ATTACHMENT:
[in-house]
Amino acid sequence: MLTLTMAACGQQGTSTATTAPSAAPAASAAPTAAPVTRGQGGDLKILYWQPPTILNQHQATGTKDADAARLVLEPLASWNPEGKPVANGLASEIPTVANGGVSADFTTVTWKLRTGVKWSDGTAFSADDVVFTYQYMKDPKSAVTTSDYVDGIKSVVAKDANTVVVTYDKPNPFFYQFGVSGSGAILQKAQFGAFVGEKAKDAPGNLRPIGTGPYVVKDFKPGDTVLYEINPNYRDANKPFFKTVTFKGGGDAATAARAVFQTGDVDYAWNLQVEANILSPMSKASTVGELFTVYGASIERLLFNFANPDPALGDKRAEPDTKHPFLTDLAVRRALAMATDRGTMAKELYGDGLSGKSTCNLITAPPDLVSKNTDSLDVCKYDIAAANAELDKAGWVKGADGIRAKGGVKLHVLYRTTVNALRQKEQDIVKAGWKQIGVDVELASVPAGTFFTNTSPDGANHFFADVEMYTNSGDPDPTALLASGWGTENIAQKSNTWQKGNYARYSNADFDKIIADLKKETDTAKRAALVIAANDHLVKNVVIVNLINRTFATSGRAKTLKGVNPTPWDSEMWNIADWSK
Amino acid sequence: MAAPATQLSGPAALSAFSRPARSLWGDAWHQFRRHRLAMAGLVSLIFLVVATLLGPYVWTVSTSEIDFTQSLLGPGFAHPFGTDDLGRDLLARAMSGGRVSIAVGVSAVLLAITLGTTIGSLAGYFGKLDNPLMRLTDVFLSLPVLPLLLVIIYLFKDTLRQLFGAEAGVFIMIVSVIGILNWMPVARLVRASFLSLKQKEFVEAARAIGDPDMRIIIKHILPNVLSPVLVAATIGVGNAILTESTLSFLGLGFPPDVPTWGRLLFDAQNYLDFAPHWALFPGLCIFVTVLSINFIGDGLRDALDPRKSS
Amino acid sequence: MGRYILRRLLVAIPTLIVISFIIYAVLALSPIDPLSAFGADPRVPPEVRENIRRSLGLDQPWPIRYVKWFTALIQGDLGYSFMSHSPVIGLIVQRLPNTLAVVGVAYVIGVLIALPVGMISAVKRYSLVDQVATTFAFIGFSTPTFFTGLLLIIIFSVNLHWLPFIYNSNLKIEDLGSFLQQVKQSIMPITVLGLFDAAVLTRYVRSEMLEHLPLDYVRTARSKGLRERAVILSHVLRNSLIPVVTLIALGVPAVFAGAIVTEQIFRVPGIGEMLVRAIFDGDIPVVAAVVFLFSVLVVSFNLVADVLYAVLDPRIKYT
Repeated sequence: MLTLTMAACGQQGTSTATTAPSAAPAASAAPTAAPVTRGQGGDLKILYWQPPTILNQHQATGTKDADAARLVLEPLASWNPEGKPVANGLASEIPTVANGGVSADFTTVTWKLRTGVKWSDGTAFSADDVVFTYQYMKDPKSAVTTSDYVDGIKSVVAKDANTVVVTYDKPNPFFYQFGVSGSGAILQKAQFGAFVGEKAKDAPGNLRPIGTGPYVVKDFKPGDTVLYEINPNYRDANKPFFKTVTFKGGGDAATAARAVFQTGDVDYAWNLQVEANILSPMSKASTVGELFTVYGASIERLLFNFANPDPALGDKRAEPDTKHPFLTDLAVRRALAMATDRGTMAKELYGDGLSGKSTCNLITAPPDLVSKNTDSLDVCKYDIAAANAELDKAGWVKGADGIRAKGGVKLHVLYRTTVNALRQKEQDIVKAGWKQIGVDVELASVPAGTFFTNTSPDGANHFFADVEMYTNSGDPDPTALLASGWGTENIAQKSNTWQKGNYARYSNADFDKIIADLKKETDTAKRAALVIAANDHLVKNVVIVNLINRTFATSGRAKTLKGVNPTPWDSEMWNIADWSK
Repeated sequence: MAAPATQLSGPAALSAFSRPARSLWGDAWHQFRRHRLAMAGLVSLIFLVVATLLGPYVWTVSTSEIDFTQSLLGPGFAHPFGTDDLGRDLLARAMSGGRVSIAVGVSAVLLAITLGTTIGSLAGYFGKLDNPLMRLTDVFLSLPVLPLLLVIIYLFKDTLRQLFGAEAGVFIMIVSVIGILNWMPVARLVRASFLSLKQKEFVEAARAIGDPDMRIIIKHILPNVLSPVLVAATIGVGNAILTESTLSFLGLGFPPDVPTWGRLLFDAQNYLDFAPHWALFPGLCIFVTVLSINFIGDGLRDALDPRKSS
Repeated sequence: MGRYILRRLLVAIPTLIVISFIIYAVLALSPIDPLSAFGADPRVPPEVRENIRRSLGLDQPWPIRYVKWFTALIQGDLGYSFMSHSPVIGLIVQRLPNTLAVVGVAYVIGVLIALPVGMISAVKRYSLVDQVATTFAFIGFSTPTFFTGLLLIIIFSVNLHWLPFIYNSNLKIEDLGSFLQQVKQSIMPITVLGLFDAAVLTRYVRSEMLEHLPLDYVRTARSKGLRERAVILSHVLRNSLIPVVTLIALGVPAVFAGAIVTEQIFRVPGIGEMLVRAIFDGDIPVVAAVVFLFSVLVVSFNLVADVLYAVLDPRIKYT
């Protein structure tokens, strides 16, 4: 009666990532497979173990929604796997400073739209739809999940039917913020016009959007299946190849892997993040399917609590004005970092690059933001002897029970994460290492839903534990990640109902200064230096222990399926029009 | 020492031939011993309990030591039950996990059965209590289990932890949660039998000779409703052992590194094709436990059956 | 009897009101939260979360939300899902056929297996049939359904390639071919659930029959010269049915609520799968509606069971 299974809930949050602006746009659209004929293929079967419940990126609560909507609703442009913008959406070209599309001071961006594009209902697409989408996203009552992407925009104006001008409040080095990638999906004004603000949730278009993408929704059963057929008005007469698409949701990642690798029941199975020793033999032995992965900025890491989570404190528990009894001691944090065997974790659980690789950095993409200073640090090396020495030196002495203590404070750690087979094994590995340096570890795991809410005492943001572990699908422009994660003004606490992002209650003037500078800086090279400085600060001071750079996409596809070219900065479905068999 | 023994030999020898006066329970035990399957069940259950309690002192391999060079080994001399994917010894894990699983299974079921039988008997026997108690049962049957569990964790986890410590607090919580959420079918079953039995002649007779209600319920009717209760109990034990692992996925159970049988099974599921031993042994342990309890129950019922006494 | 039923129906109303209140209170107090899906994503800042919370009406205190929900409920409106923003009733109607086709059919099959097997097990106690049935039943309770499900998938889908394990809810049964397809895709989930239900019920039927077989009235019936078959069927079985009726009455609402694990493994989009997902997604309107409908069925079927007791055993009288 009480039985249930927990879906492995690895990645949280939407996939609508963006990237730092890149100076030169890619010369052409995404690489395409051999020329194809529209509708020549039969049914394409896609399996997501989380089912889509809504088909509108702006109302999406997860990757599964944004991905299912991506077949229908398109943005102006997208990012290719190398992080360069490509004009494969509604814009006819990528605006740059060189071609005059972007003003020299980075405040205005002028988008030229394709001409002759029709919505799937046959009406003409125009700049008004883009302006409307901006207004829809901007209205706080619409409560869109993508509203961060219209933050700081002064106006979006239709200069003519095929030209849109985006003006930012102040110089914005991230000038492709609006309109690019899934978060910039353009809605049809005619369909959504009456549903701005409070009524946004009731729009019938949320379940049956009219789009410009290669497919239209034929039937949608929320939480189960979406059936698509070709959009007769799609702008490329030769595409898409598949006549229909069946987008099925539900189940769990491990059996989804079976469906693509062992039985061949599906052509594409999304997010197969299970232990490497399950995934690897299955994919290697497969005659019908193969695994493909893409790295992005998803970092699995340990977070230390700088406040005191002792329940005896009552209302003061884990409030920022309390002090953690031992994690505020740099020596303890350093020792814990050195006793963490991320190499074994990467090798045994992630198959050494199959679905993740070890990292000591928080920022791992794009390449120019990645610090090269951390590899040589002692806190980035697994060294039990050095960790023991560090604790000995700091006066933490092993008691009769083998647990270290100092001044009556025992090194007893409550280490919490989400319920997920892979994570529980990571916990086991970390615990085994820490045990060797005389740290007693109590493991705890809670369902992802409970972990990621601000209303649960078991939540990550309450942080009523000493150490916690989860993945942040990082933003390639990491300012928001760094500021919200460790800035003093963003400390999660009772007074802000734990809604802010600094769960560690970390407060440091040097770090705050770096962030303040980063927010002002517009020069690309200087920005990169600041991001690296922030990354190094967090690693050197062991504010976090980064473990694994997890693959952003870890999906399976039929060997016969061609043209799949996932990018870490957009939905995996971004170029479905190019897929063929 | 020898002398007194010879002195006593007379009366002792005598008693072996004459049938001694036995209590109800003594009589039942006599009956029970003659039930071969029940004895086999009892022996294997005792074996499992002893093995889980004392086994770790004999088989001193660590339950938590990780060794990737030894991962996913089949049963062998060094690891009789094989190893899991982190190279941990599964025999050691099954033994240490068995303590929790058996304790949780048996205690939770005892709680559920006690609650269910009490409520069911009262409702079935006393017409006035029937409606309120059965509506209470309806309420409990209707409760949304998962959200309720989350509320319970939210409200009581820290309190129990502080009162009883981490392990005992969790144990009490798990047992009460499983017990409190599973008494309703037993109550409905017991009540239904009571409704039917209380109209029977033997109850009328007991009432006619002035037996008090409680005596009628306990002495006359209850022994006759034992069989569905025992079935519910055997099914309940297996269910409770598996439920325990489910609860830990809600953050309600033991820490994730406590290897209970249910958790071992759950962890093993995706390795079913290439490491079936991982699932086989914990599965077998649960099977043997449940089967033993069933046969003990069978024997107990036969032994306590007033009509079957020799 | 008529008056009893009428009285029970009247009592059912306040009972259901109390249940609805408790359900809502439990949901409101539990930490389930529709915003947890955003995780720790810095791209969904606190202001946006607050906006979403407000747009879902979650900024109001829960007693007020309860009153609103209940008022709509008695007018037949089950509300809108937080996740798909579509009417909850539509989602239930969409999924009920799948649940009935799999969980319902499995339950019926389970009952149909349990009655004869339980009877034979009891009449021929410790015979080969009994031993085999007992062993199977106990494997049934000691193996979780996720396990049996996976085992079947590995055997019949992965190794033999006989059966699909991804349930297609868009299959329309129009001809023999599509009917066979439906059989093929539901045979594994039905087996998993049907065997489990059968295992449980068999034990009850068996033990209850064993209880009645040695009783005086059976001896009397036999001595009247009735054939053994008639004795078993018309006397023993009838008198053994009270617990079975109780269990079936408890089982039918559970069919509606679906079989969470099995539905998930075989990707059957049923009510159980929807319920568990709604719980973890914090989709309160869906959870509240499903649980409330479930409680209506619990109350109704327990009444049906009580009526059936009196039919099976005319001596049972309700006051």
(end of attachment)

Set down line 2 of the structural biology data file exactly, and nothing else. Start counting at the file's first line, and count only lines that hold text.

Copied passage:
Amino acid sequence: MLTLTMAACGQQGTSTATTAPSAAPAASAAPTAAPVTRGQGGDLKILYWQPPTILNQHQATGTKDADAARLVLEPLASWNPEGKPVANGLASEIPTVANGGVSADFTTVTWKLRTGVKWSDGTAFSADDVVFTYQYMKDPKSAVTTSDYVDGIKSVVAKDANTVVVTYDKPNPFFYQFGVSGSGAILQKAQFGAFVGEKAKDAPGNLRPIGTGPYVVKDFKPGDTVLYEINPNYRDANKPFFKTVTFKGGGDAATAARAVFQTGDVDYAWNLQVEANILSPMSKASTVGELFTVYGASIERLLFNFANPDPALGDKRAEPDTKHPFLTDLAVRRALAMATDRGTMAKELYGDGLSGKSTCNLITAPPDLVSKNTDSLDVCKYDIAAANAELDKAGWVKGADGIRAKGGVKLHVLYRTTVNALRQKEQDIVKAGWKQIGVDVELASVPAGTFFTNTSPDGANHFFADVEMYTNSGDPDPTALLASGWGTENIAQKSNTWQKGNYARYSNADFDKIIADLKKETDTAKRAALVIAANDHLVKNVVIVNLINRTFATSGRAKTLKGVNPTPWDSEMWNIADWSK